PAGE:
On Sunday November 15th, Michigan Governor Gretchen Whitmer announced an extensive set of new restrictions aimed at slowing the spread of COVID-19 in the state. The Gatherings and Face Mask Order (the “Order”), issued by Michigan Department of Health and Human Services (“MDHHS”), reinstates numerous protocols first implemented by the Governor through executive order earlier in the year. The order takes effect at 12:00 a.m. Wednesday, November 18th and remains in force through December 8th.
In her Sunday evening press conference, Governor Whitmer stressed that the Order was being implemented in hopes of avoiding more restrictive “Stay at Home” orders like those issued throughout the spring. Nonetheless, with a record 8,516 new in-state cases identified on November 13th and over 3,000 Michiganders currently hospitalized, the Order contains some of the most restrictive provisions seen in months. Under the Order:
The Order replaces an earlier October 29th MDHHS order containing less-restrictive gathering prohibitions, face covering requirements, and reporting protocols for confirmed and probable COVID-19 cases at schools. As with the earlier October 29th order, non-compliance with the Order is punishable by a fine of up to $1000 for each violation or day that a violation continues.
On Monday, November 16, 2020 MIOSHA further clarified in a Webinar and Q&A event that it intends to perform random pro-active inspections with an emphasis on office settings. Upon inspection, the MIOSHA investigator will require companies to provide their written COVID preparedness and response plan which must include an analysis of any positions that perform work in person, and a justification for the in-person work.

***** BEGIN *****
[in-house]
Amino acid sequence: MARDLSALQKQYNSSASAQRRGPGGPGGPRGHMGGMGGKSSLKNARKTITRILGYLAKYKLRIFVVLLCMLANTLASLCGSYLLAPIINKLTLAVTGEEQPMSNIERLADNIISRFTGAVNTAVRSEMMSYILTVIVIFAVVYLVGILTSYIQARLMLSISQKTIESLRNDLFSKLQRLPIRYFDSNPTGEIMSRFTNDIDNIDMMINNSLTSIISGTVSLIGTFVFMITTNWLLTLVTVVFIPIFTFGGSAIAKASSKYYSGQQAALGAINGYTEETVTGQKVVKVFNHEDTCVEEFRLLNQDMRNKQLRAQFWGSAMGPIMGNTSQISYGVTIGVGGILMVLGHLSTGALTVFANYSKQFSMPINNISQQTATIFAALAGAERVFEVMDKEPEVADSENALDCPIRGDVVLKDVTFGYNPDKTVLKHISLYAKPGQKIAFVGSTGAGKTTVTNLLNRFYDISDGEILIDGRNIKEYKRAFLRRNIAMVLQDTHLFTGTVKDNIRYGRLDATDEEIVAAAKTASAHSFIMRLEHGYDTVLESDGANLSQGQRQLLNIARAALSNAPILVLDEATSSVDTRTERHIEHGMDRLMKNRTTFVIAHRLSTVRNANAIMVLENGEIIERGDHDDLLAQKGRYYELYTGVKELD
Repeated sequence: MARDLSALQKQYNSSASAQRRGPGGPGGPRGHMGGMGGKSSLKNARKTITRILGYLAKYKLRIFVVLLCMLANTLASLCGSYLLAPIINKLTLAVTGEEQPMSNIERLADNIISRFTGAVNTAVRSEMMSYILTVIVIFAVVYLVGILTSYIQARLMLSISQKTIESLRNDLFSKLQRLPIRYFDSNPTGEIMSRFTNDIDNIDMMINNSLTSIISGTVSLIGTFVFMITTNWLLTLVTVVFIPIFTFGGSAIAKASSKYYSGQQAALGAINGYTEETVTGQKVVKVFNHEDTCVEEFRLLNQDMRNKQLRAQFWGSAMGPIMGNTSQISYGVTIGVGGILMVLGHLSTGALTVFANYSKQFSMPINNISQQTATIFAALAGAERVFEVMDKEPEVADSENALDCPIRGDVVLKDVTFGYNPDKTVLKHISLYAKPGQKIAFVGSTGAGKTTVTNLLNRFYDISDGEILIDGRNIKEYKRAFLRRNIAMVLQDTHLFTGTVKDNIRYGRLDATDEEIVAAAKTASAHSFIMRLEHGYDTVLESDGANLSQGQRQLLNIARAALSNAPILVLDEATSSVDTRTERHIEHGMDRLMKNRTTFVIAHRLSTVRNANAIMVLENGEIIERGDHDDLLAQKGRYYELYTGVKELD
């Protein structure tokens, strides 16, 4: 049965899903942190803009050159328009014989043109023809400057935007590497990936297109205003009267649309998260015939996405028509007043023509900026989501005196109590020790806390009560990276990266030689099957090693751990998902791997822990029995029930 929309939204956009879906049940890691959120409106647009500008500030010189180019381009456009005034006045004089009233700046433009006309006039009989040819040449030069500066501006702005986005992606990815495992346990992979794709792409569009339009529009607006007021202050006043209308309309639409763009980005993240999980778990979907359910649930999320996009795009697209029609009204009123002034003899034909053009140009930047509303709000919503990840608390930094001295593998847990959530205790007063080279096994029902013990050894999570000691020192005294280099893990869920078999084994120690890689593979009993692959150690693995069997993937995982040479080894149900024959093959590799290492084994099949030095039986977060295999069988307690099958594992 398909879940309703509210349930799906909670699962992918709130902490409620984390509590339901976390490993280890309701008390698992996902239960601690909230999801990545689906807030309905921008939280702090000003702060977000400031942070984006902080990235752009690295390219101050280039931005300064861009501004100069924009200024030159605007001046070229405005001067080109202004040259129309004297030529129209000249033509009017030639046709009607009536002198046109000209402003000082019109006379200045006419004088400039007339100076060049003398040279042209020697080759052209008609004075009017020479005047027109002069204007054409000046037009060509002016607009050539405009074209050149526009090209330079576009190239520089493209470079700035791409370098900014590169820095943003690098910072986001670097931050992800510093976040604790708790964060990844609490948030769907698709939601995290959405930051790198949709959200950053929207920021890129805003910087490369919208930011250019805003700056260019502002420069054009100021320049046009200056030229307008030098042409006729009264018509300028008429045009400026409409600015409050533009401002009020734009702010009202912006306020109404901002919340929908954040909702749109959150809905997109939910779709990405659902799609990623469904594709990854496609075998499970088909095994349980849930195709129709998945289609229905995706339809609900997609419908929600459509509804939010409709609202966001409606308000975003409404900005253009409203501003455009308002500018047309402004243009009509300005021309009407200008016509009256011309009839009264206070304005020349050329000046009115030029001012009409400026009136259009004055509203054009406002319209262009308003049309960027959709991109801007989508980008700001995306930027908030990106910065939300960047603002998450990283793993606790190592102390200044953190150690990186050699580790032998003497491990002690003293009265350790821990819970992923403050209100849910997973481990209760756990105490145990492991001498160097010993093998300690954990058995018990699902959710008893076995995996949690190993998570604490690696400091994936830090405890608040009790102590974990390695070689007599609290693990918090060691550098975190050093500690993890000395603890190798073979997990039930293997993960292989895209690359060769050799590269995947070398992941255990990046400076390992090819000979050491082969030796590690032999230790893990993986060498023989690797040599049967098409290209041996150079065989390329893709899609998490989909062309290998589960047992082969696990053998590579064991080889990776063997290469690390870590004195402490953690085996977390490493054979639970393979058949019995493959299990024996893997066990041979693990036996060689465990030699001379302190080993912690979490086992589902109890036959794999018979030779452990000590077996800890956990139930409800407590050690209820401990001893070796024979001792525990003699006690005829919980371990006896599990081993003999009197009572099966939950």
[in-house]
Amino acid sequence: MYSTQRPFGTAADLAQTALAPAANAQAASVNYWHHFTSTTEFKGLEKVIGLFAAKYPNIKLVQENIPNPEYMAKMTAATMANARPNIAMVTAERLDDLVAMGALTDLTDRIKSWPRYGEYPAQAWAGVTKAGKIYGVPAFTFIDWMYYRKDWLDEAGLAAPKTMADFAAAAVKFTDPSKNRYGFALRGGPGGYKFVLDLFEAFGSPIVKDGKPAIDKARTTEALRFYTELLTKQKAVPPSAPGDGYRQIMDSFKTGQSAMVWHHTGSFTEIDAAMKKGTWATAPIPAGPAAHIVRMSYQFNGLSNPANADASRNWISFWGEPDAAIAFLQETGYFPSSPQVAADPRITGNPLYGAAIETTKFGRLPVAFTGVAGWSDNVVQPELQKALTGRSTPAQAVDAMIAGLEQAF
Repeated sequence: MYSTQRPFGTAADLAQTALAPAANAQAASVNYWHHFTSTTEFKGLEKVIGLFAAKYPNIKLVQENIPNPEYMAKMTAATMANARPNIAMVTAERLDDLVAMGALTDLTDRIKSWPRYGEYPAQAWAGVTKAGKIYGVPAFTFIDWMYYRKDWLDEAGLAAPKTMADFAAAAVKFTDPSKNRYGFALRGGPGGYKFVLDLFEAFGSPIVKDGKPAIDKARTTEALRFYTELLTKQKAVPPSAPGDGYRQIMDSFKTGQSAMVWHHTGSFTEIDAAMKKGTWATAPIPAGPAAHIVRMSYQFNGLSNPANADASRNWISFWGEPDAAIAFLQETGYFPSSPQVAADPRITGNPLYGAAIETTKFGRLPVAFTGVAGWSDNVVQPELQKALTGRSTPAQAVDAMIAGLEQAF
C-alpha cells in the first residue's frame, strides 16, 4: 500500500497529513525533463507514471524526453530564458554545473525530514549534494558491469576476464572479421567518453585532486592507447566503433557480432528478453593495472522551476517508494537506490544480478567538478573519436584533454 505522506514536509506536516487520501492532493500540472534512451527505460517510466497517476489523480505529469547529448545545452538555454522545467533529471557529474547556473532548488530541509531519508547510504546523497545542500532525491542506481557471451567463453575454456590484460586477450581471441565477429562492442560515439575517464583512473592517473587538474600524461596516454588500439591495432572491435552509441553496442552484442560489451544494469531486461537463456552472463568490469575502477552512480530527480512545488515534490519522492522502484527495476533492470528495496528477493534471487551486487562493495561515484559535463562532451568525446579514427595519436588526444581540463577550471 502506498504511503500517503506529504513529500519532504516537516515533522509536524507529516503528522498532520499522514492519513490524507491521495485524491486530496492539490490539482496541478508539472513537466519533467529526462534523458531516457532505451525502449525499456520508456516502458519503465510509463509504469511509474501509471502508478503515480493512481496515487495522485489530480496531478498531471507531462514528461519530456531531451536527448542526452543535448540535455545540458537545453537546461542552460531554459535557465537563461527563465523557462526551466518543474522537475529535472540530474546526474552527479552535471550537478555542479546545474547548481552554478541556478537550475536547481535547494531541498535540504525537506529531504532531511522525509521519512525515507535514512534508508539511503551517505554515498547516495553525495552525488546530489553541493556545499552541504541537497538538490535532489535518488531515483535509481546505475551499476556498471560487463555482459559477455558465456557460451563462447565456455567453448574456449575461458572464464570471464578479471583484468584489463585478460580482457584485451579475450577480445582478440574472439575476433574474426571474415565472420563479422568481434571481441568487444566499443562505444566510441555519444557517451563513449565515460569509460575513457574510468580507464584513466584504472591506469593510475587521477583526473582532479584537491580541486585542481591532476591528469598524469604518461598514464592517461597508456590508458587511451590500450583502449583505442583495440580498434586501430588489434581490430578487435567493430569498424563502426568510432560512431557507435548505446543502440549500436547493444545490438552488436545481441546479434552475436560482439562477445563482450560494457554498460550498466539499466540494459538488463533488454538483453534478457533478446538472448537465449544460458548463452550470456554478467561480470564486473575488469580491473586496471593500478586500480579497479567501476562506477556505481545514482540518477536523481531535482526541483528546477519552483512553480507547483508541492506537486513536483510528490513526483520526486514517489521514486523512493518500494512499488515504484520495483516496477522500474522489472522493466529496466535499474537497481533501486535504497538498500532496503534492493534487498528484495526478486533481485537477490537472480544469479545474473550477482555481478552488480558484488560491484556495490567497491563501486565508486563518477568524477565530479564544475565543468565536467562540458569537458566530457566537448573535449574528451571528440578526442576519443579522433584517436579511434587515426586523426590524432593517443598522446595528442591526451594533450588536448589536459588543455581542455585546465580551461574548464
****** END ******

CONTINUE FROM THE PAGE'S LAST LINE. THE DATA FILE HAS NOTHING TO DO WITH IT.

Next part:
The Order also contains an extensive explanation of the statutory authority under which MDHHS is authorized to issue pandemic directives. In the past several weeks a number of lawsuits have been filed alleging that MDHHS orders constitute government overreach – similar to the Governor’s executive orders invalidated by the Michigan Supreme Court in October. In issuing its recent orders, MDHHS is relying on different statutory authority than that relied upon by the Governor for issuing executive orders earlier in the year. Under the Michigan Public Health Code (MCL 333.1291 et. seq.) enacted following the 1918 Spanish Flu Pandemic, MDHHS is statutorily authorized to “prohibit the gathering of people” and “establish procedures” during a pandemic or similar public health emergency. More broadly, under MCL 333.2226(d), MDHHS may “[e]xercise authority and promulgate rules to safeguard properly the public health; to prevent the spread of diseases and the existence of sources of contamination; and to implement and carry out the powers and duties vested by law in the department.” Regardless, it would not be surprising to see litigation filed challenging this exercise of authority by the MDHHS, in light of the Supreme Court’s recently articulated views on delegation of authority.
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